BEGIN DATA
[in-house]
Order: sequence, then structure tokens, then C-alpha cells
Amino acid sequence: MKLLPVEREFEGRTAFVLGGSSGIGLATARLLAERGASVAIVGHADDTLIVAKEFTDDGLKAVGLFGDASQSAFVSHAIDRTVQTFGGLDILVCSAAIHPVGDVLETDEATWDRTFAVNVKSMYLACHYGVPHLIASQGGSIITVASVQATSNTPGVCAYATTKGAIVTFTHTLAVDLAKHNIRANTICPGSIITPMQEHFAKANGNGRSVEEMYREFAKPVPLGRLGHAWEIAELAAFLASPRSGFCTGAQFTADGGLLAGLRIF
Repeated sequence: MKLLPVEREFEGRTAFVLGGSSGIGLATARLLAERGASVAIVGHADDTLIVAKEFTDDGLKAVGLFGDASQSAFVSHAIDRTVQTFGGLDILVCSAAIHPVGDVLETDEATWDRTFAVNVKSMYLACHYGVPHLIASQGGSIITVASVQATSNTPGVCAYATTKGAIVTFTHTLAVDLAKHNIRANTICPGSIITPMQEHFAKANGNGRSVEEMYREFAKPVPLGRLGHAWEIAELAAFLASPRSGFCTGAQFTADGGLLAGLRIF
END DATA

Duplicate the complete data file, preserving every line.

[in-house]
Order: sequence, then structure tokens, then C-alpha cells
Amino acid sequence: MKLLPVEREFEGRTAFVLGGSSGIGLATARLLAERGASVAIVGHADDTLIVAKEFTDDGLKAVGLFGDASQSAFVSHAIDRTVQTFGGLDILVCSAAIHPVGDVLETDEATWDRTFAVNVKSMYLACHYGVPHLIASQGGSIITVASVQATSNTPGVCAYATTKGAIVTFTHTLAVDLAKHNIRANTICPGSIITPMQEHFAKANGNGRSVEEMYREFAKPVPLGRLGHAWEIAELAAFLASPRSGFCTGAQFTADGGLLAGLRIF
Repeated sequence: MKLLPVEREFEGRTAFVLGGSSGIGLATARLLAERGASVAIVGHADDTLIVAKEFTDDGLKAVGLFGDASQSAFVSHAIDRTVQTFGGLDILVCSAAIHPVGDVLETDEATWDRTFAVNVKSMYLACHYGVPHLIASQGGSIITVASVQATSNTPGVCAYATTKGAIVTFTHTLAVDLAKHNIRANTICPGSIITPMQEHFAKANGNGRSVEEMYREFAKPVPLGRLGHAWEIAELAAFLASPRSGFCTGAQFTADGGLLAGLRIF